China

Updated at 6:15 p.m. ET

The Trump administration will provide $16 billion in aid to help keep farmers afloat as they reel from the yearlong trade war between the U.S. and China, the latest sign that the world's two largest economies are still far from striking a long-term trade agreement.

The bulk of the support, or about $14.5 billion, is direct aid to farmers, which producers will start to see some time this summer, Agriculture Secretary Sonny Perdue told reporters in a briefing on Thursday.

The Trump administration is preparing a new list of $300 billion worth of Chinese imports that would be hit with tariffs of up to 25%, after China retaliated Monday in the trade war between the world's two largest economies.

The prices of the things we buy, from floor lamps to canoes and bicycles, are slated to go up, literally overnight, as the Trump administration makes good on a promise to raise tariffs on $200 billion worth of imported Chinese products.

Joanthan Ahl / Harvest Public Media

In theory, closing off China’s soybean market due to the trade dispute with the U.S. on top of generally low prices for the commodity should affect all industry players, big to small. Agriculture economist Pat Westhoff begged to differ.

Grant Gerlock / Harvest Public Media

The U.S. trade war with China has created a financial burden for farmers and companies that import Chinese goods. Consumers, on the other hand, have mostly been spared from the conflict.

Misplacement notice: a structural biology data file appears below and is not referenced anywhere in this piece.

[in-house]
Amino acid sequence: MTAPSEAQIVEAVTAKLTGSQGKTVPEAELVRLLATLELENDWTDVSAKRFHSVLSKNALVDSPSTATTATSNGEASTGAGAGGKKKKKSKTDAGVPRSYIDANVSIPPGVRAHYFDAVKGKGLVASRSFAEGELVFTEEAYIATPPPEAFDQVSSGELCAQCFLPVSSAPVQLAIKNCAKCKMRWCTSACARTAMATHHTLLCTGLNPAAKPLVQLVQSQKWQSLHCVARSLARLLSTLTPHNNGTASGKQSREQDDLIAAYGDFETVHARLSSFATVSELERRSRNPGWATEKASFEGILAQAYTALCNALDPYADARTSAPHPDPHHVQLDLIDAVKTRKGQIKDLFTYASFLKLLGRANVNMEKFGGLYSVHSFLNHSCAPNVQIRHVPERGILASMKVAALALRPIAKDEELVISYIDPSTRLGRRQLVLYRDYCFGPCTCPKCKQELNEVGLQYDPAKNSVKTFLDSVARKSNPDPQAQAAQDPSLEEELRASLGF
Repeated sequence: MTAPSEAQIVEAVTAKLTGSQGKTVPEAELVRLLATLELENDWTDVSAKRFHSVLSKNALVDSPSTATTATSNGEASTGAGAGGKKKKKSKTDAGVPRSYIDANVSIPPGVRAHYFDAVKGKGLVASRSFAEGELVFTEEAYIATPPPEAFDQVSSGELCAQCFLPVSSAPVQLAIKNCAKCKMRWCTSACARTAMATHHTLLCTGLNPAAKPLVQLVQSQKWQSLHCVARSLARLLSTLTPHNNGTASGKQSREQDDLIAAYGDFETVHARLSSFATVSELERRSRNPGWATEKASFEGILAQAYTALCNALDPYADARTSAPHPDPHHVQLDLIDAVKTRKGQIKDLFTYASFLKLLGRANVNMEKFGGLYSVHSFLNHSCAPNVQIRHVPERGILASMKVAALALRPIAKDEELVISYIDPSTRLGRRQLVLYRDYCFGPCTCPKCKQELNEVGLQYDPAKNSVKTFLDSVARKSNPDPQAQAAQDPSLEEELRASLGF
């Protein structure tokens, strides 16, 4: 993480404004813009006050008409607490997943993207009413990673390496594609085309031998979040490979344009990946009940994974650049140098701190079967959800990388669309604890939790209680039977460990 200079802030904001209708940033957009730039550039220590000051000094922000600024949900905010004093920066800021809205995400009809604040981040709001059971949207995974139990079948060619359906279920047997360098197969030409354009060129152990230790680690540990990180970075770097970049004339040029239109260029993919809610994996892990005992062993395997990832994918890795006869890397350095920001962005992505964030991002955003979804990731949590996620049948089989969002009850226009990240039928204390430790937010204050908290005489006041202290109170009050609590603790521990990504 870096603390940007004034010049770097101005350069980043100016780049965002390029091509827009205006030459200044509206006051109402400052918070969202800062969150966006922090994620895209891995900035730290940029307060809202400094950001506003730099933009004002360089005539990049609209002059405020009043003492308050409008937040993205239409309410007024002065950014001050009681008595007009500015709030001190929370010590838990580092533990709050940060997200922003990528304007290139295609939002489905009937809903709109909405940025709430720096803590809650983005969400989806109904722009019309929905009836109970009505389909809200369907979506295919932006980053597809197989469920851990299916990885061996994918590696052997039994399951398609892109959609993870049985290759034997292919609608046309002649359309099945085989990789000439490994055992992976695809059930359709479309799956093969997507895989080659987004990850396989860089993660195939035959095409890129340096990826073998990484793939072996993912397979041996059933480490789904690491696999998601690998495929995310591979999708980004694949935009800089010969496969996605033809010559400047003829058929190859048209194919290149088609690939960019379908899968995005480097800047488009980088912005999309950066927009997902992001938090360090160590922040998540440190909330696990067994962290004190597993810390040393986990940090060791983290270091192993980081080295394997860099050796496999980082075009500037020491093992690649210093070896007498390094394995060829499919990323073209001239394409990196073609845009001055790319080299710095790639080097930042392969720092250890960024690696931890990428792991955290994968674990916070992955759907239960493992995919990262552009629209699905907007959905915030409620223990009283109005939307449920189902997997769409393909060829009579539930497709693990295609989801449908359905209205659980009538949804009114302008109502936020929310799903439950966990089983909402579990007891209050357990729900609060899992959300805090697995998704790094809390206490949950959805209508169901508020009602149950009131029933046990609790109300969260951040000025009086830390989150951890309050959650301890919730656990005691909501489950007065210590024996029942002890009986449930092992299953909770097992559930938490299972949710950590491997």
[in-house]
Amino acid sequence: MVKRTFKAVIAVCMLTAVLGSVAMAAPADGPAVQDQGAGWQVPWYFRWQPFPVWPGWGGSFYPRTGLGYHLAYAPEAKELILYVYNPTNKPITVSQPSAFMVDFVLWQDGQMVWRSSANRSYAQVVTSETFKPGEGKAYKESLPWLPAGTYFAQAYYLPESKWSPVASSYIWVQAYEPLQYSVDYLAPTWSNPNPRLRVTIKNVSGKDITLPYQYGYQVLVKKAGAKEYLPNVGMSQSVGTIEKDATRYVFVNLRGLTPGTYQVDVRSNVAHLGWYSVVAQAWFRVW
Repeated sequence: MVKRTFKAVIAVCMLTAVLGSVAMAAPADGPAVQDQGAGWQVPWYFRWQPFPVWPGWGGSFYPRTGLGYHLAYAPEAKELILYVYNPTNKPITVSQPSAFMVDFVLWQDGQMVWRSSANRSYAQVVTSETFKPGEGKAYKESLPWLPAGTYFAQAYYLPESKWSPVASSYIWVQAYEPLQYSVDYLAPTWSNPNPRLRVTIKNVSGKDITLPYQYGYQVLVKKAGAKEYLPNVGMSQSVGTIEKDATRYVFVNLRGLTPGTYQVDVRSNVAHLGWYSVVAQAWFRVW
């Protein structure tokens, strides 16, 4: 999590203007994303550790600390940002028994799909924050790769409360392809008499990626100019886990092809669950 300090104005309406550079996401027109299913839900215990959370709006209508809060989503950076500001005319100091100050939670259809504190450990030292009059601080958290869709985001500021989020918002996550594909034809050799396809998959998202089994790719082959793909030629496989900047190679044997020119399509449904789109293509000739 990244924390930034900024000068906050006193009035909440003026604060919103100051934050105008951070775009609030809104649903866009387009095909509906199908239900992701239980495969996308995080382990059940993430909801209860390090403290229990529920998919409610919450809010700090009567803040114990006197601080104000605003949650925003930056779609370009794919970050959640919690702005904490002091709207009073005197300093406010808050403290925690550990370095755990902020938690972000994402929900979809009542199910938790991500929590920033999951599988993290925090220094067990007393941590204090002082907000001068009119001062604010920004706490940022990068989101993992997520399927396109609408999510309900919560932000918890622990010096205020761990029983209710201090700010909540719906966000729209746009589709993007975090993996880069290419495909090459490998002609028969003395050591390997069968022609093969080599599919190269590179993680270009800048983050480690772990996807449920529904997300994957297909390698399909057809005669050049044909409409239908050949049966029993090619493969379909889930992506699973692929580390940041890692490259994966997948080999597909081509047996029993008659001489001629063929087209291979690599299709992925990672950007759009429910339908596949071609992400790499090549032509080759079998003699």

That could all change if this month’s negotiations between the U.S. and China don’t go well.

Israel Palacio / Unsplash

The U.S. trade war with China, now approaching a year, is often framed as hurting manufacturing and agriculture the most. But that’s mainly collateral damage in an international struggle over power and technology that has its roots in the Cold War, when China was still considered a largely undeveloped country.

Madelyn Beck / Harvest Public Media file photo

For crop farmers, winter is the offseason. But that doesn’t mean they take the winter off. It’s meeting season — going to endless seminars or having discussions about better ways to farm — and planning season.

Planning may seem like it would be a challenge given the trade uncertainties, including the tariff war with China. 

Amy Mayer / Harvest Public Media file photo

After a year that saw persistently low prices for many agricultural products — exacerbated by the retaliatory tariffs imposed on U.S. goods — farmers are eager for a recovery in 2019.

Pork producers have been working within the trade-war parameters since China imposed a hefty tariff in April. Northeast Iowa pig farmer Al Wulfkuhle said the sudden drop in Chinese demand for U.S. pork turned what had started as a promising year into a challenging one.

Soybeans are piled up at a Nebraska grain elevator.
Grant Gerlock / Harvest Public Media file photo

Prices for crops like corn and soybeans have declined as the U.S. has sparred with top trading partners, but exports of those crops have not plummeted the way many observers had feared.

A soybean field in Jasper County, Iowa, in 2016
Amy Mayer / Harvest Public Media file photo

Harvest season isn’t far away for corn and soybean farmers, whose crops are worth less now than when they planted in the spring due to the United States’ trade war.

“We don't know what to think from one day to the next. It's hard to plan,” said Duane Hund, a farmer in Kansas’ Flint Hills.

Forty percent of farmers polled this summer by Farm Futures said President Donald Trump’s trade policy is permanently damaging U.S. agriculture. The scrambling of global markets is just beginning, Hund said, and pointed to the 1980 Russian grain embargo as an example.

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